The new phone books are here! Oh, goody.

The new phone book is here! The new phone book is here!

As a teen, one of my favorite comedies was The Jerk starring Steve Martin. It’s a classic filled with unforgettable lines: “You mean I’m going to stay this color?” and “I’ve found my special purpose!” come to mind immediately. Navin Johnson’s excitement when the phone books came was unforgettable:

Navin Johnson: The new phone book is here! The new phone book is here!

Harry Hartounian: Boy, I wish I could get that excited about nothing.

Navin Johnson: Nothing? Are you kidding? Page 73 – Johnson, Navin R.! I’m somebody now! Millions of people look at this book everyday! This is the kind of spontaneous publicity – your name in print – that makes people. I’m in print! Things are going to start happening to me now.

Sorry Navin, but I’m with Harry on this one—but not for the reason you might expect.

The Yellow Pages aren’t the problem. If your customers find you there, you need to be there—like it or not. You need to be media neutral, and I’ve recommended eliminating all Yellow Pages advertising for some clients, and encouraged others to increase their annual spend.

Here’s the problem:


Warning: Video contains one “WTF” F-Bomb | View this video on YouTube

You see, the problem is with the way the Yellow Pages is delivered—the printed phone book itself.

My personal phone book experiences

  • At home, we get three or four books from different providers
  • At work, we receive a stack about three feet high – this year we were to keep the delivery person from dropping them off
  • Before starting Outsource Marketing in 1997, my employer’s office received so many phone books they were delivered on pallets

Like many people, I haven’t used a printed phone book in over a decade, but I do use the Yellow Pages occasionally.

The environmental impact

Over 540 million phone books were printed and delivered last year. Here’s the impact according to YellowPagesGoesGreen.org:

To produce 500 million books:

  • 19 million trees need to be harvested
  • 1.6 billion pounds of paper are wasted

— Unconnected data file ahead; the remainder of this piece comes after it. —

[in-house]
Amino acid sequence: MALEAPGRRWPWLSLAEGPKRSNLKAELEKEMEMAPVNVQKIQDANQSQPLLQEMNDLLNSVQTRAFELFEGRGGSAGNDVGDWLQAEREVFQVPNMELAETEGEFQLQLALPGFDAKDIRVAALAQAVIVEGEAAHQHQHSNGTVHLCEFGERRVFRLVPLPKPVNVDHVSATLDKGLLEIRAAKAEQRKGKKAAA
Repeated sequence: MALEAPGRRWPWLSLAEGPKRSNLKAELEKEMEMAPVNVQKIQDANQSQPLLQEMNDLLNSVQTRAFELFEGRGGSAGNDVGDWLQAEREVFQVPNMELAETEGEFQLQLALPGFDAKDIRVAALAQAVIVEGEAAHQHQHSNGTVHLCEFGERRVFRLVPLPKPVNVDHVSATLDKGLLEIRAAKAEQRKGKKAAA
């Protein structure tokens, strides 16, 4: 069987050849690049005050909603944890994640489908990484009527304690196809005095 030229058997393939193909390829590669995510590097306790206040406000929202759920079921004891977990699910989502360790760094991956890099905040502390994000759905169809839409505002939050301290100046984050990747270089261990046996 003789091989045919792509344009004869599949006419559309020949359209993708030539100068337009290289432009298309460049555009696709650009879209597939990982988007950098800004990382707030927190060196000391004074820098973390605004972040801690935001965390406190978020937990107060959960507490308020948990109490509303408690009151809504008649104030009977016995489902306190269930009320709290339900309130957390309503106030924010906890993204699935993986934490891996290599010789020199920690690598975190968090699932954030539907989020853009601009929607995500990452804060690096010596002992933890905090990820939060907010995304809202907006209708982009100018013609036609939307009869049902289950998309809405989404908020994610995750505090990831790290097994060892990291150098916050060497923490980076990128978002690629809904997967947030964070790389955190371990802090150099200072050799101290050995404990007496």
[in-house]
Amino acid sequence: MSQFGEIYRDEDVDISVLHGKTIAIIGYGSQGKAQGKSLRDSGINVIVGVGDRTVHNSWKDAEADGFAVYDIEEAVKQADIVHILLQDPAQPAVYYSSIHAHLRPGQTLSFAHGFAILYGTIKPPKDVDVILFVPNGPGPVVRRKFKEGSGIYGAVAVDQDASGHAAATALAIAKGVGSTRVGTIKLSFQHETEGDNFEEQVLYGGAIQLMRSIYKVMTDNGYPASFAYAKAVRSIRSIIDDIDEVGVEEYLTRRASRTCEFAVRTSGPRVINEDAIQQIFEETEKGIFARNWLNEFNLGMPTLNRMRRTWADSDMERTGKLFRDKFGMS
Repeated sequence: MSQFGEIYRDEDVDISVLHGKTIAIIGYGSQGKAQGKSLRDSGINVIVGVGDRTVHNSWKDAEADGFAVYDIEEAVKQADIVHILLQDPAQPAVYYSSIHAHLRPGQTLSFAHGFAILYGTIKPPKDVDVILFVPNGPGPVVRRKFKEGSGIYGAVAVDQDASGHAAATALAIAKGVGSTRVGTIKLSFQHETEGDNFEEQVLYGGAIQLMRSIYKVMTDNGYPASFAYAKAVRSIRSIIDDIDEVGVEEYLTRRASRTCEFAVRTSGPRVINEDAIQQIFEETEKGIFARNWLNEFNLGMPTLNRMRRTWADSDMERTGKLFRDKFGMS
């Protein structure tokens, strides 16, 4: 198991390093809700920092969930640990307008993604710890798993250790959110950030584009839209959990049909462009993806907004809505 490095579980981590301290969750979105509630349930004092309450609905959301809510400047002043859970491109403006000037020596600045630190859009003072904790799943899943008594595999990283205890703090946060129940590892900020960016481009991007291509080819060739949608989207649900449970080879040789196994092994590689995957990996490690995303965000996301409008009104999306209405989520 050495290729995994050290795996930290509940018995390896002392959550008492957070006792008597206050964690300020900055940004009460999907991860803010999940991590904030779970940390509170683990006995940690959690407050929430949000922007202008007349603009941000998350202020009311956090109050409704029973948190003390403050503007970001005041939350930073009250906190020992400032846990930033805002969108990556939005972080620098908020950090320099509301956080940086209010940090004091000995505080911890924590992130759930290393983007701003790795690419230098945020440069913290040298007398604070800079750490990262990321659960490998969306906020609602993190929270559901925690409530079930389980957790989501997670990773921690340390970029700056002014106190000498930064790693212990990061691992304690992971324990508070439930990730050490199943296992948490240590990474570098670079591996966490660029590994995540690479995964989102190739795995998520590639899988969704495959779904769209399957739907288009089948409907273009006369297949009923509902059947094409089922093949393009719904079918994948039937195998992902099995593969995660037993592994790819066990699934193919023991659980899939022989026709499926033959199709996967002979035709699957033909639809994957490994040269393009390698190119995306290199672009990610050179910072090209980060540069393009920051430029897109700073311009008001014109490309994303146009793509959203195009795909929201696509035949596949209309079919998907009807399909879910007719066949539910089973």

• 7.2 million barrels of oil are misspent in their processing (not including the wasted gas used for their delivery to your doorstep)
  • 268,000 cubic yards of landfill are taken up
  • 3.2 billion kilowatt hours of electricity are squandered

Sobering statistics, but if you think eliminating the Yellow Pages is going to be easy, think again.

The Yellow Pages are big business

Even though the Yellow Pages are moving online, the money is in the printed books. Here are some Yellow Pages industry statistics from PaperlessPetition.org, a group working to scrap the phone book:

  • Global Industry Revenue: $26 billion
  • U.S. Industry Revenue: $14 billion
  • Revenue from printed directories: 97%
  • Revenue from online directories: 3%

What can be done?

PaperlessPetition.org has a reasonable approach.

Their first option is to make all phone books strictly on-demand. If you ask for a directory, you get one.

Their second option is to create an Opt-Out Registry similar to the Do Not Call Registry or the DMA Choice program from Direct Marketing Association that lets you control the types of direct mail you receive.

I’d recommend all books include a URL and a phone number you can call if you’d like to stop receiving printed phone books, or if you see phone books littering your neighborhood.

So, do you use a printed phone book?

How would you like phone book distribution to be handled?

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